If you are looking for larger fish on average, you should typically focus on the Kingston Canyon section. The Utah Division of Wildlife Resources, with the help of the Rocky Mountain Elk Foundation, secured a big chunk of public access on the upper portion of the Kingston Canyon section in 2004. You are likely to catch cutthroat, brown and rainbow trout in the Kingston Canyon section of the East Fork of the Sevier. All forms of fishing are allowed on this stretch of the river. Streamers are a lot of fun for fly fishers. The big fish seem particularly interested in them and many casts produce follows. Those using spinning rods like to use weighted woolly buggers and flashy spinners. Bait anglers do best with night crawlers.
Not all of the Kingston Canyon stretch of the river is open to the public. Private land is found at the head of Kingston Canyon and at the end of the canyon near the town of Kingston.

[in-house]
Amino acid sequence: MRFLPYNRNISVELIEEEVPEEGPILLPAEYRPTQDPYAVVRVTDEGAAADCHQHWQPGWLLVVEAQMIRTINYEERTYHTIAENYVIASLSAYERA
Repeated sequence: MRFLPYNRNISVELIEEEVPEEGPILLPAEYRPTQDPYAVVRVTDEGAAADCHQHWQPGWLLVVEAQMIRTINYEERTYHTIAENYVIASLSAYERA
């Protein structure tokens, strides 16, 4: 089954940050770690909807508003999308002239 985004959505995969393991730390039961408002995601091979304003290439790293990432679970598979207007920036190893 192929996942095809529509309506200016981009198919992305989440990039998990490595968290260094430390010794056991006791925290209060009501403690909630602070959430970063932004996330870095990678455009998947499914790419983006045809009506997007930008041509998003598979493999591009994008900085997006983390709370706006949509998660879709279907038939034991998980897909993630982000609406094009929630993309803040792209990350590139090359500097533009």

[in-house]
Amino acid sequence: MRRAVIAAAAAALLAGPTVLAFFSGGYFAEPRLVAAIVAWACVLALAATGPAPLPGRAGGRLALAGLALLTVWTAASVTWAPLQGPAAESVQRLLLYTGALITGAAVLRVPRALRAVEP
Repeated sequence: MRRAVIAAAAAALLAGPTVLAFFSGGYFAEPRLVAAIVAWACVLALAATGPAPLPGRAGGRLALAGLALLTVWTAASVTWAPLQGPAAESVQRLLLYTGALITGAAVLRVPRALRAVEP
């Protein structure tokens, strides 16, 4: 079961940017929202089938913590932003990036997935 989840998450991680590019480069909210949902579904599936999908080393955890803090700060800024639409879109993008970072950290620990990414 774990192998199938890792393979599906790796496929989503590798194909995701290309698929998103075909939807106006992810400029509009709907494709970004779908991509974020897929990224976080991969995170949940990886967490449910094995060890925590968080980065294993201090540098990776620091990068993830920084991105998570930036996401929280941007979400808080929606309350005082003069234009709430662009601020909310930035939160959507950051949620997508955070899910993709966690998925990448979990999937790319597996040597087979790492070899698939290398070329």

The Black Canyon section of the East Fork is mostly a brown trout fishery, but there are occasional cutthroat and rainbow trout that will show up on an angler’s hook. Even a random brook trout might be enticed to take the bait.
The East Fork of the Sevier in Black Canyon is reserved for artificial flies and lures only from the Bureau of Land Management boundary — approximately four miles south of the town of Antimony — upstream to the confluence of Deer Creek. Bait is allowed upstream from the Deer Creek confluence. A lot of effort has been put into rebuilding meandering stretches, fencing out livestock and recreating floodplains to help the East Fork improve as a fishery.
Terrestrial fly patterns are a good choice from mid-summer on and streamers work well in high water. Flashy spinners and lures imitating forage fish are solid options for hardware anglers.
There are four public access points in the form of pullouts along the Johns Valley Road — State Road 22 — between Antimony and Widtsoe. Bryce Canyon National Park is just a hop, skip, and a jump from the end of State Road 22.
Nearby Fishing Destinations
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